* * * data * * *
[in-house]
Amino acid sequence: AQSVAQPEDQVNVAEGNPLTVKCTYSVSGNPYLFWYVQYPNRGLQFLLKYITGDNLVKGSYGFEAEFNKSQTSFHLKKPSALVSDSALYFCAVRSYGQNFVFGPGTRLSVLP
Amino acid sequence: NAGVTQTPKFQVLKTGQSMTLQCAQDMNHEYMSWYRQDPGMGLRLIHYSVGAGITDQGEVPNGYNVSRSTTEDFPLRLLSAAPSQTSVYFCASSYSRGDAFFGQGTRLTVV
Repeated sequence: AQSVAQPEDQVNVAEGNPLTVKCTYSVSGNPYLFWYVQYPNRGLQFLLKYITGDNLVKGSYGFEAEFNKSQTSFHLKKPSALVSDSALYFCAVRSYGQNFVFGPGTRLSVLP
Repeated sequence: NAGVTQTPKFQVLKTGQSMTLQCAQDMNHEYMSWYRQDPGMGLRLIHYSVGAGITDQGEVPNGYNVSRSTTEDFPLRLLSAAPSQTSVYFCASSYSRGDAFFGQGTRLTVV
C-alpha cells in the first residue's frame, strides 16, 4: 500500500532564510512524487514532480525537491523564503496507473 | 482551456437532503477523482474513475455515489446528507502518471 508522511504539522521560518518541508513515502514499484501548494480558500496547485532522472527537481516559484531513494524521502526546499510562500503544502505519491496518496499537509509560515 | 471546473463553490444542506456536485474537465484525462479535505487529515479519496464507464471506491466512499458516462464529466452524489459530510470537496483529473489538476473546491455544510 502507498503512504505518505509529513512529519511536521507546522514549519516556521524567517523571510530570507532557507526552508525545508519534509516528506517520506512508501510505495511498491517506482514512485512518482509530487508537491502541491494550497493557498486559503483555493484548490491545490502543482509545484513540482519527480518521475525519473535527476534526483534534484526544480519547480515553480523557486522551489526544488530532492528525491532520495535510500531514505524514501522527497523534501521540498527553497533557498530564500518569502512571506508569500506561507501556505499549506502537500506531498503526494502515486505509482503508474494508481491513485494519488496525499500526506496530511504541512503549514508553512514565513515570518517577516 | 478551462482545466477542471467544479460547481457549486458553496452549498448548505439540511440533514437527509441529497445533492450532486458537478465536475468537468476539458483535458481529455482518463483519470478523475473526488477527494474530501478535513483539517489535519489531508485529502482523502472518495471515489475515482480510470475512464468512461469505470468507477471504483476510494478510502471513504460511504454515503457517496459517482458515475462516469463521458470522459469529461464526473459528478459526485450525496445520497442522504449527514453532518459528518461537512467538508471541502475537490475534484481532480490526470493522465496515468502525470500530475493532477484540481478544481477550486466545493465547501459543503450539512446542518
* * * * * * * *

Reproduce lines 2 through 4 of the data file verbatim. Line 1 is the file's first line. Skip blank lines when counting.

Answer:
Amino acid sequence: AQSVAQPEDQVNVAEGNPLTVKCTYSVSGNPYLFWYVQYPNRGLQFLLKYITGDNLVKGSYGFEAEFNKSQTSFHLKKPSALVSDSALYFCAVRSYGQNFVFGPGTRLSVLP
Amino acid sequence: NAGVTQTPKFQVLKTGQSMTLQCAQDMNHEYMSWYRQDPGMGLRLIHYSVGAGITDQGEVPNGYNVSRSTTEDFPLRLLSAAPSQTSVYFCASSYSRGDAFFGQGTRLTVV
Repeated sequence: AQSVAQPEDQVNVAEGNPLTVKCTYSVSGNPYLFWYVQYPNRGLQFLLKYITGDNLVKGSYGFEAEFNKSQTSFHLKKPSALVSDSALYFCAVRSYGQNFVFGPGTRLSVLP